"ILCC is a new paradigm for Indian Country: Indian people creating Indian solutions using Indian resources." - Bill Lomax, NAFOA
Roscoe, Montana (PRWEB) May 17, 2011
ILCC, a leader in tribal land financing and acquisition, announces federal recognition as a certified Community Development Financial Institution (CDFI). Conferred by the U.S. Treasury Department’s Community Development Financial Institutions Fund, or CDFI Fund, this distinction makes ILCC eligible to access special financial and technical assistance awards from the CDFI Fund.
“This prestigious recognition will help ILCC leverage funding sources and continue to deliver innovative and effective financial instruments and technical assistance to Native American tribes and communities,” says Gerald Sherman (Oglala Lakota), ILCC President.
To earn CDFI certification, an organization must be a specialized financial institution that works in a market niche underserved by traditional financial institutions, have a primary mission of promoting community development, and provide development services in conjunction with its financial activities, among other requirements.
“CDFIs provide a unique range of financial products and services to economically distressed target markets,” said CDFI Fund Director Donna J. Gambrell. “We are pleased to recognize ILCC as a certified Native CDFI serving Indian Country.”
ILCC joins only two other organizations certified by the CDFI Fund during the month of April, bringing the total number of Native CDFIs to 62 nationwide. Within the expanding financial services infrastructure — including credit unions, commercial banks, and revolving loan and venture capital funds—providing credit and services on Native lands, Sherman believes ILCC’s position is unique.
“ILCC is backed by leading tribes, tribal organizations, and social investment groups. We are deeply vested in the Native communities we serve. By incorporating tribal values and Native strengths to develop and deliver financial services, aligning private capital with tribal goals, and promoting a system for ownership and self determination, ILCC helps advance tribal sovereignty and nation building,” says Sherman. “We recast tribal sovereignty and diversity as assets rather than liabilities,” Sherman adds.
Cris Stainbrook (Oglala Lakota), Indian Land Tenure Foundation] (ILTF) president and chairman of ILCC’s board, agrees that helping Native nations to reclaim financial, operational, and jurisdictional control over their land is critical to the future of Indian Country - and that ILCC is playing a leadership role in this movement.
“The Foundation’s mission is to ensure that Indian people and tribes have full ownership and control of their land and assets. ILCC is a fundamentally important resource available to tribes to help make this happen,” says Stainbrook.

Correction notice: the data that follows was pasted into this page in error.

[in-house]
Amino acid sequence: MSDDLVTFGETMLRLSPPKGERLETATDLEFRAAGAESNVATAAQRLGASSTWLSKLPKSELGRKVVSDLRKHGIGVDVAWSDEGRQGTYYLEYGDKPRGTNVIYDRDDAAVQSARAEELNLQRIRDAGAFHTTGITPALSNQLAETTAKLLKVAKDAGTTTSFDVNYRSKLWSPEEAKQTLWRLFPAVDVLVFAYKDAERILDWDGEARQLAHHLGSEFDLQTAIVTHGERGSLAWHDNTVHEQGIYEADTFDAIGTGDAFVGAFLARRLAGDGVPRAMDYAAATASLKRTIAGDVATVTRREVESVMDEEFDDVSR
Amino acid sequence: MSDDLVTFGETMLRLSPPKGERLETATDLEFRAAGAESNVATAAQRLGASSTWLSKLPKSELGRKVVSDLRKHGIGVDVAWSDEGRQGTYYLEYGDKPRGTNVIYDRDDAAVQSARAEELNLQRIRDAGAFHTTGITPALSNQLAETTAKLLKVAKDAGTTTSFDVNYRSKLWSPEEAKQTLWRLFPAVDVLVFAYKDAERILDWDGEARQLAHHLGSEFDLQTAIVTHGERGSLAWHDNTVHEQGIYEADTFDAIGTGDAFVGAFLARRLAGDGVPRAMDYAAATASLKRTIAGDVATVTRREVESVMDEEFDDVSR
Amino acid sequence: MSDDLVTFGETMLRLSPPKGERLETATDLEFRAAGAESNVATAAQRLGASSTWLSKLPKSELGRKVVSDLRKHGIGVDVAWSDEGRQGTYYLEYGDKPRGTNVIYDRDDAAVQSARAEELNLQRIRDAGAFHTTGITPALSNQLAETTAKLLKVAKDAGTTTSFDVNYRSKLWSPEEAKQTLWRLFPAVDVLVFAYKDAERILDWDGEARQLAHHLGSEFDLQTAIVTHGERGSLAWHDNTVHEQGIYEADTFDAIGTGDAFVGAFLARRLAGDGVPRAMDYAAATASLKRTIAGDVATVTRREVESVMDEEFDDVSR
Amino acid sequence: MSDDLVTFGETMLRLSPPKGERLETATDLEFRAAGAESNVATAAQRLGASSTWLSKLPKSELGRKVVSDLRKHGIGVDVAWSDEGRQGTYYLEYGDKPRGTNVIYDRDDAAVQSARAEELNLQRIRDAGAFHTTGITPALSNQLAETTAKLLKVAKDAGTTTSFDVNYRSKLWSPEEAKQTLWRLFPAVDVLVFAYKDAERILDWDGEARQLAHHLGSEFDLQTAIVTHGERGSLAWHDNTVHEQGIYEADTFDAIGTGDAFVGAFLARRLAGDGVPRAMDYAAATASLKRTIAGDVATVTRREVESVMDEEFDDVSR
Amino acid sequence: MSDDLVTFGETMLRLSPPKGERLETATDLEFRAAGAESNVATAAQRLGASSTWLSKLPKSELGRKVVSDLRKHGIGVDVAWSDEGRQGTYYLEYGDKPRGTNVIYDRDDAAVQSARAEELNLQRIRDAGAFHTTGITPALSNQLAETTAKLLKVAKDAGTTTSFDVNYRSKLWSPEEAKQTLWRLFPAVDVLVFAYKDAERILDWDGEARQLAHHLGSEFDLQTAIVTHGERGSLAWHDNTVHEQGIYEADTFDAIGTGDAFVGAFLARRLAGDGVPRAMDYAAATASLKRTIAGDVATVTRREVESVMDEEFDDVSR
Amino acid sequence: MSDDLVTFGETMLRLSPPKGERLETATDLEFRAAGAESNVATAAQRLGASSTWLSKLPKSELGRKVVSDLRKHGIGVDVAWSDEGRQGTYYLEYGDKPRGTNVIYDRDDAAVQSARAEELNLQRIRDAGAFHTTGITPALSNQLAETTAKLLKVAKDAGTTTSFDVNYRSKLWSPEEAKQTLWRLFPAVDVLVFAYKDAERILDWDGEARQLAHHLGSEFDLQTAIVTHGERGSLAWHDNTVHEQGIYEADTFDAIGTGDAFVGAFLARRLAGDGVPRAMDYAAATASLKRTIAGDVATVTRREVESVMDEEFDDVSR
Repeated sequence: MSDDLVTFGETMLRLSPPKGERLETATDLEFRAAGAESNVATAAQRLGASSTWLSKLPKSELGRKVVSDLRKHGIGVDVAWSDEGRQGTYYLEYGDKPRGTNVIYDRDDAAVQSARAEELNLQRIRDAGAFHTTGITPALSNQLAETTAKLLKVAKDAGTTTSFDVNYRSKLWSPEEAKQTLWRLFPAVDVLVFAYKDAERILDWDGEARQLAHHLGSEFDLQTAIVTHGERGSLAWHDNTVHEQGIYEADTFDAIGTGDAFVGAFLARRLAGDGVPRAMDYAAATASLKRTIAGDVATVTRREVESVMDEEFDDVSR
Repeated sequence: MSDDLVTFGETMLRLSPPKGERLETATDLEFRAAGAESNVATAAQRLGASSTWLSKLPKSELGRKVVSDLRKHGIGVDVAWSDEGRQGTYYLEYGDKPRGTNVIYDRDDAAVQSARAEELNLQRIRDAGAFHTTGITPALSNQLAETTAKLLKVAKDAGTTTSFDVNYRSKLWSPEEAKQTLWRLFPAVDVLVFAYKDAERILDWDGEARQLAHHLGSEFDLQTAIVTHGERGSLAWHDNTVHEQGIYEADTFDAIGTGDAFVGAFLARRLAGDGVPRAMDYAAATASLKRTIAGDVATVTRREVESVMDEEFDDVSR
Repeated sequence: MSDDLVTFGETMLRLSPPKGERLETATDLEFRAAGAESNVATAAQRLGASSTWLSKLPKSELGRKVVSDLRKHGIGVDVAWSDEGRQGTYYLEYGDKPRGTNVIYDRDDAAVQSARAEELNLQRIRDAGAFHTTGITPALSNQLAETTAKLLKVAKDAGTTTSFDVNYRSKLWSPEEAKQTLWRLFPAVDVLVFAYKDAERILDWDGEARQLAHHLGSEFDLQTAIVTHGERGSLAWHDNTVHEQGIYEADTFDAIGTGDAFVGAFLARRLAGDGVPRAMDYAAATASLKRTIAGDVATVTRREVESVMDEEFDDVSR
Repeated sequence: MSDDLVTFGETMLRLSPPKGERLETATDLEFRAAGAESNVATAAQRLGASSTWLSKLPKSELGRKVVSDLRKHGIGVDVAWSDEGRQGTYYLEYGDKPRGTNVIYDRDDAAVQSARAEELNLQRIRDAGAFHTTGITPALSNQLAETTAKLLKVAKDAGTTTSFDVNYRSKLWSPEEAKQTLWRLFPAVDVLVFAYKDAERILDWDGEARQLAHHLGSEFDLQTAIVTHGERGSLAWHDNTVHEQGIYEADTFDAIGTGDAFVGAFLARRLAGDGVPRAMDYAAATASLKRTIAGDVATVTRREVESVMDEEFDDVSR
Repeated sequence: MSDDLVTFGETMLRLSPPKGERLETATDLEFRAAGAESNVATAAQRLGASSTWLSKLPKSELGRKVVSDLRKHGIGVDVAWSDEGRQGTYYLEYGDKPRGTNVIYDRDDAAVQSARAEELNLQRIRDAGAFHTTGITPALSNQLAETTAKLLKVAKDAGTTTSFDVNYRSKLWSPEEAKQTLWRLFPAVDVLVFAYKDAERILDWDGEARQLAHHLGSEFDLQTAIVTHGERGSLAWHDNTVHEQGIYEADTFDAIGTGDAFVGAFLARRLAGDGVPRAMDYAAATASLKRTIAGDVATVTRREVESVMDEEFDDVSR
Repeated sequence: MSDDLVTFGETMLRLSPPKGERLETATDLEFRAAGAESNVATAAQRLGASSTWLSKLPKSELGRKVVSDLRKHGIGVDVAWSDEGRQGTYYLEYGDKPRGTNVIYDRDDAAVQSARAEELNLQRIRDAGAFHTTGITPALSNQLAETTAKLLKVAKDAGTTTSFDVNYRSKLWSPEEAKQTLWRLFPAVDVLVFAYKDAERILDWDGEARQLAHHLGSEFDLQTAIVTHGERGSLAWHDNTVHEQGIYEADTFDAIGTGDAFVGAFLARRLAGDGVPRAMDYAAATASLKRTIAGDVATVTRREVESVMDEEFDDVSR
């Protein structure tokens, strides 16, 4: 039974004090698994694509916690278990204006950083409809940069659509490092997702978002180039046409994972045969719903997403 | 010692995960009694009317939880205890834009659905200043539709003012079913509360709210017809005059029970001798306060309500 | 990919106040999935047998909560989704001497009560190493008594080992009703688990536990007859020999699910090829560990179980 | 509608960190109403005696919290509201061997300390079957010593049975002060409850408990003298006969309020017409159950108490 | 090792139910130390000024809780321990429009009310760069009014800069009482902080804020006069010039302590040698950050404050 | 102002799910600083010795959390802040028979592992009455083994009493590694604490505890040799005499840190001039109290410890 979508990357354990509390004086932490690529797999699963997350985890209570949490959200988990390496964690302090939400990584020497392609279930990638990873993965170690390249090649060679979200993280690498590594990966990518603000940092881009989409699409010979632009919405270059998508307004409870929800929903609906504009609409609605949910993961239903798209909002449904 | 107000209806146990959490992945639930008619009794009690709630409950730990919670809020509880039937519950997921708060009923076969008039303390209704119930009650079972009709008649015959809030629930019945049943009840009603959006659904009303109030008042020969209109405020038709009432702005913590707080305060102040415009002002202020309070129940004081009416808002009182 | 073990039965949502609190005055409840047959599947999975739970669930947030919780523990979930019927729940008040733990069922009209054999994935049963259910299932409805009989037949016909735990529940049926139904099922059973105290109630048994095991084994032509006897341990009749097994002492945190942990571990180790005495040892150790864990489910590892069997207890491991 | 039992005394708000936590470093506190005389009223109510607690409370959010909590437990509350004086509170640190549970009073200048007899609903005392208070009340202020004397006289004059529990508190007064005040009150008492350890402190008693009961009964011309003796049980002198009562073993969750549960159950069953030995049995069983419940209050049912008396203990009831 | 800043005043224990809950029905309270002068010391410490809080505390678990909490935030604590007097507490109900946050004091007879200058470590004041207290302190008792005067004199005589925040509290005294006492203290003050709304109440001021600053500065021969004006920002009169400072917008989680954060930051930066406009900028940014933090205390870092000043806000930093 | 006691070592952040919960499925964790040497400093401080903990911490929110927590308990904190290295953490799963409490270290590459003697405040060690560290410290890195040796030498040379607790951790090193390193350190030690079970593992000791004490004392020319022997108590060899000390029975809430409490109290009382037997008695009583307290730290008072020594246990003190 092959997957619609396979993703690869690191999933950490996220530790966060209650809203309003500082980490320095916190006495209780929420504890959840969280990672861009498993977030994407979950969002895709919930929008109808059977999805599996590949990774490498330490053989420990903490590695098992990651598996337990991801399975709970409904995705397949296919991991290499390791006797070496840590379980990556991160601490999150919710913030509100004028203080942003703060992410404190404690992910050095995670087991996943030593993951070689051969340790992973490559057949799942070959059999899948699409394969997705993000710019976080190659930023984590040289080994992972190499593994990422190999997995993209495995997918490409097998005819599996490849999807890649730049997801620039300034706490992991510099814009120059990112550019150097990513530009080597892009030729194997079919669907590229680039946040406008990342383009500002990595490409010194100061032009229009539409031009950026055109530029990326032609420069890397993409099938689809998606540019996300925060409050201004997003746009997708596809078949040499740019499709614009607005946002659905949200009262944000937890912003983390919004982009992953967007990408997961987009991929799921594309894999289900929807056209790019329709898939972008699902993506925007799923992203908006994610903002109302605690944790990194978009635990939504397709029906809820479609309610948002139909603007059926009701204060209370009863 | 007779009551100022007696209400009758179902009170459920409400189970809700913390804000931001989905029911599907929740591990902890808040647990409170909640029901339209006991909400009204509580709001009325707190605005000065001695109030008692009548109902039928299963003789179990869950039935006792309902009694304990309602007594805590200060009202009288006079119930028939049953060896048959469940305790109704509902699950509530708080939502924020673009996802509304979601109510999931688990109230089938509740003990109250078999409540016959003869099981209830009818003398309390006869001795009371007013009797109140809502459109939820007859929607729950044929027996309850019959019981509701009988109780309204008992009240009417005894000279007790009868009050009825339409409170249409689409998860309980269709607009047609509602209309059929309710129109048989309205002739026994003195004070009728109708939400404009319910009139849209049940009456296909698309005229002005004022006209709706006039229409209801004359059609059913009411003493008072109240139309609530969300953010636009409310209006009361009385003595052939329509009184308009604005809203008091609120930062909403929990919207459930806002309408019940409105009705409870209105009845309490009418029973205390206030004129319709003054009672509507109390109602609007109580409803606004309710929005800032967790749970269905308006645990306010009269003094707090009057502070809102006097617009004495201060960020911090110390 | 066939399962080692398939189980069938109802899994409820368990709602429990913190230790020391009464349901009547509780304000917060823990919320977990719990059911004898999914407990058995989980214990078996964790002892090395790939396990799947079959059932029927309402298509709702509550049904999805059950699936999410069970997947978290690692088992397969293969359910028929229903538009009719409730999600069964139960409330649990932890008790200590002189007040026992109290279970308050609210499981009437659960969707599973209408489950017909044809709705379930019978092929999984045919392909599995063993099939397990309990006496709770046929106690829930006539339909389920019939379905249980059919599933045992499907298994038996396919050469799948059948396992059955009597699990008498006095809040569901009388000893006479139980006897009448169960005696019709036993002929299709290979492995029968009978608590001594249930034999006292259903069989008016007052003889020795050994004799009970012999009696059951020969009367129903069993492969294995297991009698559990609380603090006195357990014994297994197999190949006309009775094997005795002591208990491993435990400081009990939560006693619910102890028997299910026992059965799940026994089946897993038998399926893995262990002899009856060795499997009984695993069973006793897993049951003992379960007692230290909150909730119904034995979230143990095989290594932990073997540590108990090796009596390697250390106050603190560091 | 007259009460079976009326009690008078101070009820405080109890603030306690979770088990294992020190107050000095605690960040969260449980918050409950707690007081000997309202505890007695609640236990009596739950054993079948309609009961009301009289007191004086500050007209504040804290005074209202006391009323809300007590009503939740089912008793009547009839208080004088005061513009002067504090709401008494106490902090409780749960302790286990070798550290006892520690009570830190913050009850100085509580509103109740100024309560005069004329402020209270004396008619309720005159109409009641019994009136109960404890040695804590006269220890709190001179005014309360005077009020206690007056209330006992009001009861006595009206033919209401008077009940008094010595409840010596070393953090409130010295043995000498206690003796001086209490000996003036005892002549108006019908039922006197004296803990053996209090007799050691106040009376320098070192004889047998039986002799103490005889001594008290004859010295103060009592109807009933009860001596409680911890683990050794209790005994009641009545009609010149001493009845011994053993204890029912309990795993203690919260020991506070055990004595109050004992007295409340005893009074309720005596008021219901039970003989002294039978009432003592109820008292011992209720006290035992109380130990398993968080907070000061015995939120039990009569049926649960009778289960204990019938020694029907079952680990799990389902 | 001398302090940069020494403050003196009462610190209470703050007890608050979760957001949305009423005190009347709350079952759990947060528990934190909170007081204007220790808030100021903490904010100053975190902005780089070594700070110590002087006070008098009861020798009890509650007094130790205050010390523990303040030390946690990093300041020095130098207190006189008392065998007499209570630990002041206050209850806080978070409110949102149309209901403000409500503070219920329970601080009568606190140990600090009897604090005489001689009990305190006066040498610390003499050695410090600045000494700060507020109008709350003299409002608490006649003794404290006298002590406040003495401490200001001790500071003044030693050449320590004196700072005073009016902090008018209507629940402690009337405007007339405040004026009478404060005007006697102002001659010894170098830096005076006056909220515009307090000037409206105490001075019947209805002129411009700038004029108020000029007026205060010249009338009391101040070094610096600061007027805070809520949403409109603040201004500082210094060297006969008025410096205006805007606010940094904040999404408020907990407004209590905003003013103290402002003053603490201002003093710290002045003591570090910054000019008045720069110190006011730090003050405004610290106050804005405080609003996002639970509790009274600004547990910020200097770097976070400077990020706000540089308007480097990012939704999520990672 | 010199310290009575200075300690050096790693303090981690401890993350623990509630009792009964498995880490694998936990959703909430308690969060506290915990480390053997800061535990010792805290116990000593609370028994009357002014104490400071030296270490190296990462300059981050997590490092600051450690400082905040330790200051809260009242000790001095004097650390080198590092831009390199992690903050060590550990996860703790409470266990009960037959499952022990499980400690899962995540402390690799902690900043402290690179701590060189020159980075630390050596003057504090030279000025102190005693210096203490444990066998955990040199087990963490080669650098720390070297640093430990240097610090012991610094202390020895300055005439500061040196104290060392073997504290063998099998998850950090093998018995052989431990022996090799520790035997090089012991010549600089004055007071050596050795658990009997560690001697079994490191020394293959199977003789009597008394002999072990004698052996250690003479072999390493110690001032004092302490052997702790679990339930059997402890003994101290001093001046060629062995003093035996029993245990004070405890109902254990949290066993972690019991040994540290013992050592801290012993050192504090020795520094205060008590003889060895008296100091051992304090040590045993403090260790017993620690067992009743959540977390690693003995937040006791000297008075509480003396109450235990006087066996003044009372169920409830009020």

In 2009, ILCC provided the Yurok Tribe of California a $1 million bridge loan. In April of this year, the Tribe finalized the purchase of 22,237 acres of land, part of the Yurok’s aboriginal territory. This land purchase is the first in a multi-phase land acquisition project that will incorporate sustainable forestry management practices to protect salmon, improve water quality, and restore meadows that traditionally supported subsistence hunting and gathering.
“The Tribe has long sought the return of ancestral land to create a salmon sanctuary and restore tribal cultural management practices, which benefit fish, wildlife and the ecosystem as a whole,” Yurok Tribal Chairman Thomas O’Rourke said.
In 2011, ILCC plans to raise a $4 million investment fund from banks, foundations and Native tribes and organizations towards building a $100 million investment fund for Indian Country over the next ten years. The organization’s goal is to combine Native values and resources to empower economic and cultural transformation across Indian Country.
About ILCC and its Founding Partners
ILCC was created as a collaborative effort between the Indian Land Tenure Foundation (ILTF) and Native American Community Development Corporation (NACDC) to bridge the gap in lending to tribes and to facilitate the acquisition of Indian lands for social, cultural and economic purposes. As partners of ILCC, ILTF and NACDC provide technical support and grants to tribes for the development of strategic land acquisition plans. ILTF is a national, community-based organization focused on American Indian land recovery and management. It works to promote education, increase cultural awareness, create economic opportunity, and reform the legal and administrative systems that prevent Indian people from owning and controlling reservation lands. NACDC is the nonprofit affiliate of the Native American Bank. NACDC’s mission is to remove the barriers that exist in Indian Country that prohibit the flow of capital and credit. NACDC addresses critical needs in Native communities related to growth of family assets and sustainable economic development. NACDC provides financing, technical support and training to Native communities and tribal members for housing, economic development and land recovery. Elouise Cobell (Blackfeet) serves as NACDC's Executive Director.